In 1996, library worker Socorro Ledezma requested a transfer from her work area in the colonial structure after an uncanny experience. “The time must have been seven o’clock in the evening,” she told reporters from El Norte, “and it was getting dark outside…that’s when I suddenly felt the presence of someone standing behind me, blowing in my ear. I was unable to turn around, and my body was gripped by a chill.”
The haunted Mexican convent has a counterpart across the Atlantic: the ancient convent of the Arrecogidas (cloistered sisters) in Madrid, located at 86-88 Calle Hortaleza, has steadily gained the reputation of being a haunted location ever since the labor union known as U.G.T. (Union General de Trabajadores) established its headquarters at said location. A number of union leaders who remained into the wee hours of the night hammering out collective bargaining agreements claim felt cold chills upon hearing strange voices, murmurs and the sounds of doors opening and closing all by themselves.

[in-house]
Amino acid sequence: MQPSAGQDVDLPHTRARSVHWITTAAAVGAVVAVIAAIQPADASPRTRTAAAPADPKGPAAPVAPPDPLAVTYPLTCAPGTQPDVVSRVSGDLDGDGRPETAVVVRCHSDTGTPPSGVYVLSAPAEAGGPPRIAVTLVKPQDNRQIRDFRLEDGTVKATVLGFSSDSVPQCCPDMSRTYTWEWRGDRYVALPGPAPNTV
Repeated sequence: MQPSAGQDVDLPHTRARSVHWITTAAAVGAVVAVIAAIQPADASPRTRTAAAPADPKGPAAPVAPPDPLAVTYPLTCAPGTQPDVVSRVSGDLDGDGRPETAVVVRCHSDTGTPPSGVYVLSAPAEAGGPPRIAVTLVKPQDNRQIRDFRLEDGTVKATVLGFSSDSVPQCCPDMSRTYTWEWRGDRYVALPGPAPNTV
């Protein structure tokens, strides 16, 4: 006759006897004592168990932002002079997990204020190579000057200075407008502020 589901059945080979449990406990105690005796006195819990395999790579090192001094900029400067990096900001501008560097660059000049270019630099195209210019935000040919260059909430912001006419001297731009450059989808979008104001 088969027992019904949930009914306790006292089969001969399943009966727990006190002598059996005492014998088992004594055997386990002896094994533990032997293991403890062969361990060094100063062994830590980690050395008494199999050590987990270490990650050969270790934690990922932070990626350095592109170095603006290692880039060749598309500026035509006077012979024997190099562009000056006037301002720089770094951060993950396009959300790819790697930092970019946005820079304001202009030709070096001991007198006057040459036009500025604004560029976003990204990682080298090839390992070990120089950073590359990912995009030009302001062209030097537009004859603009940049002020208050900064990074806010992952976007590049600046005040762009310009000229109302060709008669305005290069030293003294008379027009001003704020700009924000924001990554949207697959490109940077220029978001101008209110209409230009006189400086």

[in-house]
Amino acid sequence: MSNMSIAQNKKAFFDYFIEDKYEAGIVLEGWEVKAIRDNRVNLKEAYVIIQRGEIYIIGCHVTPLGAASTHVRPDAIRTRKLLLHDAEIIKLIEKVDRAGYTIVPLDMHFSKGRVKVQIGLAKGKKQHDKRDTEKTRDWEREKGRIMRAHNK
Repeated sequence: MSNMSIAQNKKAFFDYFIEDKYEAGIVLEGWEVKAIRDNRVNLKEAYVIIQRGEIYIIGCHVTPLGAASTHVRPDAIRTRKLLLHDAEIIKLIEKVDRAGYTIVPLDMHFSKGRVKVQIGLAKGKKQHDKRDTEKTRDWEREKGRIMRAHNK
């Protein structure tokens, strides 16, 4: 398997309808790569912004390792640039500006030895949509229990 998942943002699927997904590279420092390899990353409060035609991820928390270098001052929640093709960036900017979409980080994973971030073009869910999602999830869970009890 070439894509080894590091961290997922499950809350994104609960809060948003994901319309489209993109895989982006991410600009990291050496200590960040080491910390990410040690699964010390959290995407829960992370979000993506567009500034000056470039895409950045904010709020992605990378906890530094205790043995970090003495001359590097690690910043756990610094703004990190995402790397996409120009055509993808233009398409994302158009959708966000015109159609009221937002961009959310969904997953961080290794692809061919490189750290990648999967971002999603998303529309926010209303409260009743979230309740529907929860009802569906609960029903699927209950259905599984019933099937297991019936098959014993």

One of the more remarkable agreements involved the office of Antón Saracibar, one of the labor union’s former directors. Every morning, his staff would arrive at work to find hand prints on the leather sofas and sunken areas suggesting someone had been sitting in them overnight–despite the fact that the executive office was carefully locked every evening. The incidents caused no-nonsense labor officials to request the aid of prominent parapsychologists.
Historical background checks soon attested to the building’s tormented past. Centuries ago, the nuns had turned their fortress-like building into a home for “wayward girls and fallen women,” toward whom they behaved more like jailers than helpers. The building’s popularity as a place of torment was such that the renown filmmaker Pedro Almodovar used it as the scene for one of his projects, Entre Sombras (“Among Shadows”).